Wearables and chairables: Inclusive design of mobile input and output techniques for power wheelchair users

Patrick Carrington, Amy Hurst, Shaun K. Kane

Research output: Chapter in Book/Report/Conference proceedingConference contribution

Abstract

Power wheelchair users often use and carry multiple mobile computing devices. Many power wheelchair users have some upper body motor impairment that can make using these devices difficult. We believe that mobile device accessibility could be improved through designs that take into account users' functional abilities and take advantage of available space around the wheelchair itself. In this paper we present findings from multiple design sessions and interviews with 13 power wheelchair users and 30 clinicians, exploring the placement and form factor possibilities for input and output on a power wheelchair. We found that many power wheelchair users could benefit from chairable technology that is designed to work within the workspace of the wheelchair, whether worn on the body or mounted on the wheelchair frame. We present participants' preferences for chairable input and output devices, and identify possible design configurations for wearable and chairable devices.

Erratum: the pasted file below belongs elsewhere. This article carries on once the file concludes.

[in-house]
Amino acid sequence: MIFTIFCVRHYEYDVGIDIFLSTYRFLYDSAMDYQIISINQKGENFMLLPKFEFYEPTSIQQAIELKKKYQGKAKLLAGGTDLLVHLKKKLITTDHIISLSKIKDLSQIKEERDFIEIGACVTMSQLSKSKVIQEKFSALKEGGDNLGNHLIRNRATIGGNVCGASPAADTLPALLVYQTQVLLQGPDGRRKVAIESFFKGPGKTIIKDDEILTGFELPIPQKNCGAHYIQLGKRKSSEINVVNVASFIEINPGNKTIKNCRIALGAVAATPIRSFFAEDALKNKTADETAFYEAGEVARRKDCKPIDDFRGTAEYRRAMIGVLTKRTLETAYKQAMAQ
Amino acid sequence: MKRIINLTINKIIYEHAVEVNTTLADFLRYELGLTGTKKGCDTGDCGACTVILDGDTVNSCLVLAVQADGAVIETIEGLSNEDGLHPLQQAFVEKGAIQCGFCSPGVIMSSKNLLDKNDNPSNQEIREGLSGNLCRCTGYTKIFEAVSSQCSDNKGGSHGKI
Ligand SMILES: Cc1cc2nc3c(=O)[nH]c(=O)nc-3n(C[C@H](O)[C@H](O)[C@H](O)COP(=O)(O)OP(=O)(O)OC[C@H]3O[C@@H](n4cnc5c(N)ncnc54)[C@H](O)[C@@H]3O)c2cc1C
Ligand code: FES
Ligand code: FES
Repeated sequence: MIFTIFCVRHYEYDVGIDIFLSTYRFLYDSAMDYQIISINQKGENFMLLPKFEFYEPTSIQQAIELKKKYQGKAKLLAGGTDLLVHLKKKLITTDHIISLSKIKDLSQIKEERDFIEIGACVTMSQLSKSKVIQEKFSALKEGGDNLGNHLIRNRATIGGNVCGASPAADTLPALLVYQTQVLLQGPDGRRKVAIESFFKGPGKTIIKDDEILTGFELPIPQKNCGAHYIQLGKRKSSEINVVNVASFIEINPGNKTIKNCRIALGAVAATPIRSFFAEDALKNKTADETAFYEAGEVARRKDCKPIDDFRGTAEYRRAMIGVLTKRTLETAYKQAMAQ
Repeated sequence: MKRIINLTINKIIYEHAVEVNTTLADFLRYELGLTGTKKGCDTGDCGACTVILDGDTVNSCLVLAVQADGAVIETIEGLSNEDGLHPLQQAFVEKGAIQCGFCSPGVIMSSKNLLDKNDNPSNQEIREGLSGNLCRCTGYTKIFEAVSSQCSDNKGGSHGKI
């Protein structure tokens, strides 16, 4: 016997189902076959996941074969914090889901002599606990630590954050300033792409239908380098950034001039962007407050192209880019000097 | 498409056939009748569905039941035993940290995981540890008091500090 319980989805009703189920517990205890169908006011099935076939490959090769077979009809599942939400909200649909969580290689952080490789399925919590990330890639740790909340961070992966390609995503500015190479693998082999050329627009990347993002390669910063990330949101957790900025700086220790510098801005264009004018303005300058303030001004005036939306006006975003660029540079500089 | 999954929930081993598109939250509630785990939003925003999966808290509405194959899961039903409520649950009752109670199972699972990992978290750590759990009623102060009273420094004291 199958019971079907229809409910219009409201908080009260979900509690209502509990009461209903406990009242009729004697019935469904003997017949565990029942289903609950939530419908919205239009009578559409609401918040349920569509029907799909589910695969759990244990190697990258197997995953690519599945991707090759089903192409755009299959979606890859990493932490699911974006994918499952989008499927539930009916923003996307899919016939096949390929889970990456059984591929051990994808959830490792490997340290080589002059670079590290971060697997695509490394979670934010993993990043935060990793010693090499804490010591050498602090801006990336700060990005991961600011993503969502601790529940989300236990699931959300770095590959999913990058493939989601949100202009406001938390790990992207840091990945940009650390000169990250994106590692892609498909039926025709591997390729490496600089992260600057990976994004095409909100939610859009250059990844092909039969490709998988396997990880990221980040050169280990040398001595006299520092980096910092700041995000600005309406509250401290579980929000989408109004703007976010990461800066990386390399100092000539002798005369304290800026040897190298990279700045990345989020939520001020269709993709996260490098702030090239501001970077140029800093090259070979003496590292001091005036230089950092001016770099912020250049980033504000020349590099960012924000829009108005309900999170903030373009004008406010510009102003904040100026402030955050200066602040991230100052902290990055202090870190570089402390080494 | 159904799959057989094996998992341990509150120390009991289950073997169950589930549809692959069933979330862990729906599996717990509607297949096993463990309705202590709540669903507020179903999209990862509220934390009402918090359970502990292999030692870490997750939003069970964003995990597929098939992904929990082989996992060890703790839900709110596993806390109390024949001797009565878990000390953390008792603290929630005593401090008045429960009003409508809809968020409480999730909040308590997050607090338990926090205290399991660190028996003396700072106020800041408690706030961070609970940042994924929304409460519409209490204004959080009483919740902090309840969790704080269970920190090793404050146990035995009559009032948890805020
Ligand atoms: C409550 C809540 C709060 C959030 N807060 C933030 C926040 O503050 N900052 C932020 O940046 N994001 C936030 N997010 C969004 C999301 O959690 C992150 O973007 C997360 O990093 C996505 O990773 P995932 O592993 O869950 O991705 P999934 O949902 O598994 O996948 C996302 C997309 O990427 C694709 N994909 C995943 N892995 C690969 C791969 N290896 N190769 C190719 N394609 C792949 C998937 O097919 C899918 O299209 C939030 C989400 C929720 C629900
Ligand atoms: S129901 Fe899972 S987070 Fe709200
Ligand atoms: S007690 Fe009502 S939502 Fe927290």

Original languageEnglish (US)
Title of host publicationCHI 2014
Subtitle of host publicationOne of a CHInd - Conference Proceedings, 32nd Annual ACM Conference on Human Factors in Computing Systems
PublisherAssociation for Computing Machinery
Pages3103-3112
Number of pages10
ISBN (Print)9781450324731
DOIs
StatePublished - 2014
Event32nd Annual ACM Conference on Human Factors in Computing Systems, CHI 2014 - Toronto, ON, Canada
Duration: Apr 26 2014May 1 2014

Publication series

NameConference on Human Factors in Computing Systems - Proceedings

Other

Other32nd Annual ACM Conference on Human Factors in Computing Systems, CHI 2014
CountryCanada
CityToronto, ON
Period4/26/145/1/14

Keywords

  • Accessibility
  • Input
  • Mobile Computing
  • Natural User Interface
  • Output
  • Participatory Design
  • Power Wheelchair
  • Wearable Computers

ASJC Scopus subject areas

  • Software
  • Human-Computer Interaction
  • Computer Graphics and Computer-Aided Design

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  • Cite this

    Carrington, P., Hurst, A., & Kane, S. K. (2014). Wearables and chairables: Inclusive design of mobile input and output techniques for power wheelchair users. In CHI 2014: One of a CHInd - Conference Proceedings, 32nd Annual ACM Conference on Human Factors in Computing Systems (pp. 3103-3112). (Conference on Human Factors in Computing Systems - Proceedings). Association for Computing Machinery. https://doi.org/10.1145/2556288.2557237